Parkinson’s changed my life; an unexpected journey in caregiving

Heidi Weinberg started her caregiving career in a rather untraditional and unexpected way.

As a professional in public administration and non-profit work, she never expected to work with seniors until she switched careers to personal training a little over six years ago.

Weinberg is originally from Cleveland, Ohio. After graduating from the University of Wisconsin, she moved to Minneapolis with her husband in 1991. When Weinberg started working at the Ridgedale YMCA in Minnetonka, she realized that many of her clients were seniors and several were adults living with Parkinson’s disease.

Heidi Weinberg

Parkinson’s is a central nervous system disorder that causes damage to the nerve cells in the brain, affecting one million people in the United States. Parkinson’s is evident in a person’s tremors, slow movement, stiffness and loss of balance, and Minnesota has the third-highest rate in the country.

“People would start telling me how their mom, brother and dad had Parkinson’s,” Weinberg said. “And I started to do research on how I could help.”

Weinberg soon discovered that certifications were available for personal trainers who wanted to work with seniors and Parkinson’s patients. She went to Columbus, Ohio, her home state, to attend OhioHealth’s Delay the Disease certification course, an evidence-based program for implementing Parkinson’s-specific exercise plans.

Weinberg is the only certified Delay the Disease instructor in Minneapolis and owns her own fitness business, Live2Thrive. Her goal is to bring the Delay the Disease certification to Minnesota, so Parkinson’s patients can live a more active and healthy life.

Today, about 80 percent of Weinberg’s clients have Parkinson’s disease, many of them seniors. Given the progressive nature of the affliction, Weinberg emphasizes how critical exercise is for those trying to manage the difficult symptoms.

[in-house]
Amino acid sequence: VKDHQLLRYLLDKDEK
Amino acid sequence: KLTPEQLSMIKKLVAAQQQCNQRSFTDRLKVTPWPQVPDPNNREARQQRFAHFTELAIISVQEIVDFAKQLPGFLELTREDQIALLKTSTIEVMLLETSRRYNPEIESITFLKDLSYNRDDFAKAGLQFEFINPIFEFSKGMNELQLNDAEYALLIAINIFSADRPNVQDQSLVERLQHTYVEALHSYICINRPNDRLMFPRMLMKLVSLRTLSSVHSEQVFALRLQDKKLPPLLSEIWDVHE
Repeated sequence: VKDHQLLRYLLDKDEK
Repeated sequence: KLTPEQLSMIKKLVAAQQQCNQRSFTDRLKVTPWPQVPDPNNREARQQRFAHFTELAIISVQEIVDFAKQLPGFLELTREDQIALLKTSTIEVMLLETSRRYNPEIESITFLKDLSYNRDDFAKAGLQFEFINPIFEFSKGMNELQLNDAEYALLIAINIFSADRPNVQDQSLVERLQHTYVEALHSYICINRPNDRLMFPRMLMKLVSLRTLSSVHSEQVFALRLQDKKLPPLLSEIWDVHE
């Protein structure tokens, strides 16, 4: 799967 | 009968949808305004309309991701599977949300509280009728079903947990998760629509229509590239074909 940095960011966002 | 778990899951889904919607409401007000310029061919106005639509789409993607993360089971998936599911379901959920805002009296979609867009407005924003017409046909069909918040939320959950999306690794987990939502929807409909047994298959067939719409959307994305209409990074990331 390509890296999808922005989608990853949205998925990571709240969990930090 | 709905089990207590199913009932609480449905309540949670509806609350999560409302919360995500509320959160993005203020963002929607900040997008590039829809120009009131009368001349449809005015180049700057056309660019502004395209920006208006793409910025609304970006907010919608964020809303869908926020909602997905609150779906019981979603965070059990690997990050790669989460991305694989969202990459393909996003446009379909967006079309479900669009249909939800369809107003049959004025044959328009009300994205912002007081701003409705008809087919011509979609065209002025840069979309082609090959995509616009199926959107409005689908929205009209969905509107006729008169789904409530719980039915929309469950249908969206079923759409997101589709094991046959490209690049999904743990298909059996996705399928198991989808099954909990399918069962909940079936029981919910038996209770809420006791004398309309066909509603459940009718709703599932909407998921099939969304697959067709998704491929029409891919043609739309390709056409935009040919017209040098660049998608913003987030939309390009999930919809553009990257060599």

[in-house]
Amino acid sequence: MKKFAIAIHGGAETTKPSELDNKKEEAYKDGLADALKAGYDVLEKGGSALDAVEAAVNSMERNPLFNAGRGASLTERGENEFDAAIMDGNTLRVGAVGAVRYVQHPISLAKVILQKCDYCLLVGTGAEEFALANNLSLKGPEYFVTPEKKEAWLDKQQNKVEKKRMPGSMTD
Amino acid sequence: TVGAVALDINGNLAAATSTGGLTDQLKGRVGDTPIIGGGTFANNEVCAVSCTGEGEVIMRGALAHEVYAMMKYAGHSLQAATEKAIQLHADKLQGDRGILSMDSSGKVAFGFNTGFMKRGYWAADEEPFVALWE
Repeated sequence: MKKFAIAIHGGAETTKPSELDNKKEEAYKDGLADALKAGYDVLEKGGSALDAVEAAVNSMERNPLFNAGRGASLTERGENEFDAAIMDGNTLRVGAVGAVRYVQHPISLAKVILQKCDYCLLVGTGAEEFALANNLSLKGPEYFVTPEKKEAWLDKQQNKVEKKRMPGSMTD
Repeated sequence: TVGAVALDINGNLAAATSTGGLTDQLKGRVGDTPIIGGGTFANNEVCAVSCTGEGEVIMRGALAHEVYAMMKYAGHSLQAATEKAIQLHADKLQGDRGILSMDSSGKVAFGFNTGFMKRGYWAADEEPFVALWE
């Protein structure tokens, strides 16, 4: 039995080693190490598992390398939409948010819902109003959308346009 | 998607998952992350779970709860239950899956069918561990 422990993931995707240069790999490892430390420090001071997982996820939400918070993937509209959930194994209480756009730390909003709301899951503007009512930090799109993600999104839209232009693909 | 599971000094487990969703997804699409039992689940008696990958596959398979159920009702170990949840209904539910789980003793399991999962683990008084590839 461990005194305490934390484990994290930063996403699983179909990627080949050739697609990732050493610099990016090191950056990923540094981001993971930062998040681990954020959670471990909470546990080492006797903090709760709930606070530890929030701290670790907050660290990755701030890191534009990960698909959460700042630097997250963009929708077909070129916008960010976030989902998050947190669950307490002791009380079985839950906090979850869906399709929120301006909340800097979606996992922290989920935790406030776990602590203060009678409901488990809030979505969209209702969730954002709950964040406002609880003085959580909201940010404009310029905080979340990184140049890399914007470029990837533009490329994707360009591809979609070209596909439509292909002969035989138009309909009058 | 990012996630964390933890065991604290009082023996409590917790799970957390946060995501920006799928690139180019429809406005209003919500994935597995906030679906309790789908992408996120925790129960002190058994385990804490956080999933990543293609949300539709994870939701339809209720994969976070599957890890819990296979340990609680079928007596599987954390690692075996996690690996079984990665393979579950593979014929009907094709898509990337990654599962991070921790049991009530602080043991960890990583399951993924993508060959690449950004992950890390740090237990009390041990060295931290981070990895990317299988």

“If you come in and work with someone who knows what they’re doing, you can improve in the right ways,” she said.

One of her clients, Bob Zimmerman, is a 77-year-old Minnesotan who started working with Weinberg three years ago when she was still a personal trainer at the YMCA. Bob was diagnosed with Parkinson’s six years ago and attributes much of his mobility and health to his training with Weinberg.

“She keeps my muscles moving. It keeps me alive and able to be myself,” Bob said. “A lot of people would find it beneficial – not just Parkinson’s [patients] but aging seniors in general.”

However, Weinberg says that sometimes people struggle to understand the long-term importance of proper health and exercise as they age.

“One of the most challenging things is getting the people to see how much this is going to help them,” she said. “See your health as an investment, not an expense. Don’t you want to enjoy your later years and be more independent?”

Weinberg’s passion for helping seniors with Parkinson’s comes from the ambition and determination seniors display when they are facing new challenges.

“They are willing to try anything and put their whole heart and soul into it,” Weinberg said. “It’s inspiring to see people who have issues not let them take over their lives. They enjoy life in spite of it.”

Live2Thrive is a Wellness Partner with the Parkinson’s Foundation Minnesota and has received a grant to help offset the initial cost of personal training sessions. She also offers occasional free Delay the Disease classes, so people can learn more about the benefits of the program.

Aditionally, she has received her certification as a Functional Aging Specialist and has attended Parkinson’s trainings through organizations like GZ Sobol’s Parkinson’s Network, Struther’s Parkinson’s Center and HealthPartners Neuroscience Center.

“These certifications trained me on core stability, power, balance and function,” said Weinberg. “Everything you need to work on to stay independent as you age. It’s never too late to work on those things.”

Her advice to all seniors is to stay social, stay active and be proactive about your health.

“Join a community center, join a class and make sure you’re staying social,” Weinberg said. “Loneliness is bigger than we think it is, so make an effort to remain social. It’s going to make a huge different physically and socially.”

Weinberg hopes that seniors will strive to remain as independent as possible by researching the options and resources available to them in their communities.

“Start with some education on how to stay independent,” Weinberg said. “Find resources on social activities in your area. If your goal is to age in place, you’ll need the right resources in order to to so.”

And don’t forget, exercise is one of the most essential parts of active aging and living a healthy and independent life.

“Exercise reduces your chances of chronic disease and is the first line of defense for Parkinson’s and any older adult,” Weinberg said. “Don’t let life happen to you. Take back control.”

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